The Shun Mook Affair BW page 2

That statement is not as stupid as it may seem---it's at the very core of the audiophile's fascination with music and the perceived characteristics of the devices that reproduce it. Belief and perception are two mutually dependent interactive variables---they feed and influence each other, and neither can be wholly separated from the other. If a baseball player believes that not washing his "lucky socks" will improve his batting average, then it will; his belief sets up a series of positive assumptions and expectations which will have a positive effect on his performance. He will wear those socks all season long until they literally rot off his feet. The power of an audiophile's degaussed and cryogenically treated CD is just as real as the ballplayer's lucky socks, and just as dependent on his belief to work its wonder.

In the Dark Ages, Europeans believed in sorcery and alchemy, in lead which changed miraculously into gold, in demons, witches, and evil spells, and in a galaxy of angels who watched over men toiling on a flat earth, from whose edge heedless sailors might fall into everlasting torment. These were realities for them. So strongly did their beliefs influence their perceptions that they brought forth a whole world of supernatural beings. Sadly, when belief in a fetish or ritual vanishes, so does its power. Over a long period of time, "superstition" reluctantly yielded to reason; with the ascent of science came the retreat of the angels. One model of the world superseded another, and the world itself was changed.

What did not change was the fundamental human need for magic. In this regard we are no different from the Europeans of a thousand years ago, or our nomadic ancestors of a million years ago who wandered the African veldt. We smugly assume that technology will solve all our problems and provide every comfort, that all the important questions have been answered. Yet inside each of us is the embarrassing need to believe. So we make niches for magic and disguise them with socially acceptable technobabble. We really don't want everything explained away---we still want mystery and ritual.

The audiophile is able to indulge this need to her heart's content and not suffer the kind of ridicule heaped upon those who croon about seeing the face of the savior in a billboard-mounted plate of spaghetti; her object of veneration is technical, modern, electronic, state-of-the-art, and incomprehensible to the uninitiated. But scratch the surface a little, and you quickly discover how great a faith she possesses (footnote 2).

It seems that any system treatment or add-on can be justified as long as its purported benefits are expressed in the patois of Western rationalism. For example, the Combak Harmonix tuning devices have been promoted, auditioned, reviewed, and discussed in what appears, superficially at least, to be within the wide perimeters of audio science. Thus, they acquire a degree of respectability, even though they appear to have no more basis in logic than any of Peter Belt's famous innovations (footnote 3).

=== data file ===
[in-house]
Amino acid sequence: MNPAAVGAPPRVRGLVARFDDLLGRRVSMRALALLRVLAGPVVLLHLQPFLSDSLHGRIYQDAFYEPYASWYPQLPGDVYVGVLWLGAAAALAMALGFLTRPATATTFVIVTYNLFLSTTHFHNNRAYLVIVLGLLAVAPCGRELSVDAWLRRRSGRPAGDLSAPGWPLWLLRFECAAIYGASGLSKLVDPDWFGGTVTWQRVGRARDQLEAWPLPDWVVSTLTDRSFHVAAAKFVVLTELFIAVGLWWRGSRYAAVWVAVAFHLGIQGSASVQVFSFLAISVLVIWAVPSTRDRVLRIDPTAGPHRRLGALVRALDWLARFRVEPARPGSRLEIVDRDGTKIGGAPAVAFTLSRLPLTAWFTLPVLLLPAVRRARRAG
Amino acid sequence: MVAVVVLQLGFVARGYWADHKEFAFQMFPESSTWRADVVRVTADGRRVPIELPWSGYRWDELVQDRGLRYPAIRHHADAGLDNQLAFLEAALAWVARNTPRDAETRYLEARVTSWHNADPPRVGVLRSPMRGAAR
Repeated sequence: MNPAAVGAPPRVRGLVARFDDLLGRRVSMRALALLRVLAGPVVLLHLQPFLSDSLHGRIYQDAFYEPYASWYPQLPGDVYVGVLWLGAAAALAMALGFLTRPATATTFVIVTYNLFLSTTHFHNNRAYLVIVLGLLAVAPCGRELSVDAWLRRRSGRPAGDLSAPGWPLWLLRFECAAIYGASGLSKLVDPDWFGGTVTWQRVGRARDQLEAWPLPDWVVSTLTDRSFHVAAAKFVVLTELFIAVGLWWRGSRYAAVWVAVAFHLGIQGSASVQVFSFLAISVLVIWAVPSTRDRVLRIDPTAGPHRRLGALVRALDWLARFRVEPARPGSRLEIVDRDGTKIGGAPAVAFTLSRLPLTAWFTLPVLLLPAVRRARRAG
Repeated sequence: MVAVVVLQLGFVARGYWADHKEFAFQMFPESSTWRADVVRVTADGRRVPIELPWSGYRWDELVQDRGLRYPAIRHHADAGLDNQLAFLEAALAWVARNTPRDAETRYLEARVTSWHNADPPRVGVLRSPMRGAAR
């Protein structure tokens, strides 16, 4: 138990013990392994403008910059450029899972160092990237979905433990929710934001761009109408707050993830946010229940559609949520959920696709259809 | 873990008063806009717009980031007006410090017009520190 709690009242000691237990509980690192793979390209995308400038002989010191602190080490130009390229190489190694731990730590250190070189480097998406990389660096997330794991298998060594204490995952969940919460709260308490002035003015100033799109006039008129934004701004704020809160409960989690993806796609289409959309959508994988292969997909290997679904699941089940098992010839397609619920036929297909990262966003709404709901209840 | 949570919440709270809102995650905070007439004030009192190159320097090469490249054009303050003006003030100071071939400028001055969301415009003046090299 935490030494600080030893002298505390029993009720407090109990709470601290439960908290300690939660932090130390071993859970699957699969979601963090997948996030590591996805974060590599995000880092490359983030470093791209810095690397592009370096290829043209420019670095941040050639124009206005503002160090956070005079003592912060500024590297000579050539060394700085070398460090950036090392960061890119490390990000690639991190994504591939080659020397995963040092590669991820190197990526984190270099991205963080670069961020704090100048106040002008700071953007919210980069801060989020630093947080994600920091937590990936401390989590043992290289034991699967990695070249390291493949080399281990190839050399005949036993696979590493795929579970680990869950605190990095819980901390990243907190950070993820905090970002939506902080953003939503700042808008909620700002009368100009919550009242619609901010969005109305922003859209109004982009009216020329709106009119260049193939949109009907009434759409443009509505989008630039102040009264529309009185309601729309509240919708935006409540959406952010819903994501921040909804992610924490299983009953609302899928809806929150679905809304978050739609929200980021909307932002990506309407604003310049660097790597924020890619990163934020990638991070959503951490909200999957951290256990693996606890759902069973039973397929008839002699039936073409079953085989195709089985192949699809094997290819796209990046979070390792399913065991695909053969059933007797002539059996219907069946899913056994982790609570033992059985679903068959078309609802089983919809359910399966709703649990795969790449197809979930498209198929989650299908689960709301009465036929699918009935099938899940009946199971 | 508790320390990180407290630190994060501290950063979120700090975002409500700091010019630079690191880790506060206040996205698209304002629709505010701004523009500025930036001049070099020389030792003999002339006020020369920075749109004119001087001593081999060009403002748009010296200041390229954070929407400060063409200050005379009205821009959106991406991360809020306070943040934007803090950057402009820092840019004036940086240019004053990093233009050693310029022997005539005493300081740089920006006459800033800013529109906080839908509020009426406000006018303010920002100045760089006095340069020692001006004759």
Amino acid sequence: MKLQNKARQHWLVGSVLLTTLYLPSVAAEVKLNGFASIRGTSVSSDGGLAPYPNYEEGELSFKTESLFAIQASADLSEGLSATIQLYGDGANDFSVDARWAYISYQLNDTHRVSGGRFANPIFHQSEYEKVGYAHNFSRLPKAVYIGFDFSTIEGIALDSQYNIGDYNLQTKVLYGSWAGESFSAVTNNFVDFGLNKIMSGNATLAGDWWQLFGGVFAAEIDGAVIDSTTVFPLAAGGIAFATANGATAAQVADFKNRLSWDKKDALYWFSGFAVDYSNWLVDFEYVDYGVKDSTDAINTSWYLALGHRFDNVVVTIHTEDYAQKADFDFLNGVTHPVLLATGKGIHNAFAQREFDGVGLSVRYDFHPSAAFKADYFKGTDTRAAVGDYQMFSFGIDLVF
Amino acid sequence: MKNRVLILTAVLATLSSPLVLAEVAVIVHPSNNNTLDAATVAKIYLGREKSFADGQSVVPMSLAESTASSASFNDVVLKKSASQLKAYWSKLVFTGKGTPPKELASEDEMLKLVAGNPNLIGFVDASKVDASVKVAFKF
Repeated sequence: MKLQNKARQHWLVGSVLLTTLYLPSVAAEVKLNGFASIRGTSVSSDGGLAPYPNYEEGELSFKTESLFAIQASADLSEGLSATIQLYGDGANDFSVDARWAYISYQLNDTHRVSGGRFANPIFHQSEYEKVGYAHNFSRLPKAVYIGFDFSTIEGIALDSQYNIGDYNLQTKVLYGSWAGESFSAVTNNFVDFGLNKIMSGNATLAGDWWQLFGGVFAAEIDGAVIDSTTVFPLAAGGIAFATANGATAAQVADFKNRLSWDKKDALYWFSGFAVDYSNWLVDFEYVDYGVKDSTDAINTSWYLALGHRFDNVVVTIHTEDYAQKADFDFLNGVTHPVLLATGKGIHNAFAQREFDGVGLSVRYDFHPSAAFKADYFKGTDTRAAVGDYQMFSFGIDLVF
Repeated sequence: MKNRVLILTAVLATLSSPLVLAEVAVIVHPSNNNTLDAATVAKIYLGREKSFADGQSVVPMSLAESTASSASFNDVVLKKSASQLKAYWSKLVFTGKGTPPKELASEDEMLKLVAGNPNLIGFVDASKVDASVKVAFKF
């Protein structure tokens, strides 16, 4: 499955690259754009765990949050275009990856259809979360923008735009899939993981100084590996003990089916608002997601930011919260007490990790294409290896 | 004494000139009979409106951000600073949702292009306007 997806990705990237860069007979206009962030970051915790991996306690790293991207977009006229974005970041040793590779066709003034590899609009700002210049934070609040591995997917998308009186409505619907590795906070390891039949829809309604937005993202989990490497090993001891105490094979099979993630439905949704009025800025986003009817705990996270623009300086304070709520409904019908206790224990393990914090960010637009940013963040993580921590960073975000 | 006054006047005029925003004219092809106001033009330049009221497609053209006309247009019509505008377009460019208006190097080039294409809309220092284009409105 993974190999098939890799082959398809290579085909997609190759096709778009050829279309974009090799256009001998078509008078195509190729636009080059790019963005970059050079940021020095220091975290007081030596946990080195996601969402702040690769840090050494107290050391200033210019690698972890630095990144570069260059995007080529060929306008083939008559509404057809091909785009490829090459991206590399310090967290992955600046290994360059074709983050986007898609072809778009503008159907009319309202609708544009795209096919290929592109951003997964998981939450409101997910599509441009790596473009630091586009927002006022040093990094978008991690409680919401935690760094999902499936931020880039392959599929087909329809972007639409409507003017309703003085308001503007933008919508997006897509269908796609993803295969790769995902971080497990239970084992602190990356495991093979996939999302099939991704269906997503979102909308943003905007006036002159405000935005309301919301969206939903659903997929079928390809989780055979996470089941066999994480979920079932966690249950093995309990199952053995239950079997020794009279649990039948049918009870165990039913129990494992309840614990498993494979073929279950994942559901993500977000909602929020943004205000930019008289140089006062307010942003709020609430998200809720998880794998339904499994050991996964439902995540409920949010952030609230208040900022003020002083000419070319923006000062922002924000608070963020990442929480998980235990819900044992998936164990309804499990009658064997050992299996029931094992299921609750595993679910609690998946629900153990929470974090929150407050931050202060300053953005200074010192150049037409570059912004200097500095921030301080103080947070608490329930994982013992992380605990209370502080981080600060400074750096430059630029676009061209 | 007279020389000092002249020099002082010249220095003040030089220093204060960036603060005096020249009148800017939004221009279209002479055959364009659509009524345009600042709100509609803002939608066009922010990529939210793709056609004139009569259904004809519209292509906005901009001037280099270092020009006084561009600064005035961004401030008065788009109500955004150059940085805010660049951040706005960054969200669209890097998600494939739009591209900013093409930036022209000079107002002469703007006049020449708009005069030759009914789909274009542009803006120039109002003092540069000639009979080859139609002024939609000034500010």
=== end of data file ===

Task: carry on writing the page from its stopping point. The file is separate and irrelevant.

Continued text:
Shun Mook's products are being summarily rejected because the belief system they're based in is different from traditional Western thought. This isn't fair. Until we become familiar enough with the belief system in which they were developed to have a "feel" for what they can or cannot do, we cannot really evaluate them. Out of this same belief system came acupuncture and herbalism---healing practices from traditions which were fully developed before Western medicine existed. When acupuncture began making inroads in North America, it was rejected by Western physicians as "meaningless," "impossible," and "preposterous," because it was outside their sphere of reference. Now that it has been subjected to enough controlled studies to document and verify its benefits, acupuncture enjoys widespread acceptance in modern medical practice, especially in California. On the other hand, this same belief system holds that drinking a potion of powdered rhino horn will improve one's virility. But virility, like a baseball player's batting average, is in part a function of belief.



Footnote 2: It's shocking to discover how many audiophiles and hi-fi gurus (especially retail salespeople) lack even the most basic understandings of electricity, electronics, acoustics, or fundamental industrial processes. Yet they can talk enthusiastically for hours about these things.

Footnote 3: Incidentally, on the subject of belief and magic, a recent Beltism: It turns out that the proper color for painting the edges of CDs is not green, but lavender. And not all the way around, but just a little bit anywhere on the edge. And not even on every disc---just one treated disc in the whole collection is sufficient to benefit them all. Do you remember "Just one drop of WonderSolder anywhere in your system will make an amazing difference"? The operating principle is the same as that of homeopathy: A single drop of an herbal medicine is diluted an infinite number of times, until not one molecule of it remains in the glass of water, but the water is nonetheless "charged" with its essence. Question: If I know you, and you tint one of your discs, does the benefit accrue to me too? Is the power of belief that strong?

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jvjessen's picture

Edit: Stuff like this really should require a blind test with multiple staff to give a more credible review.

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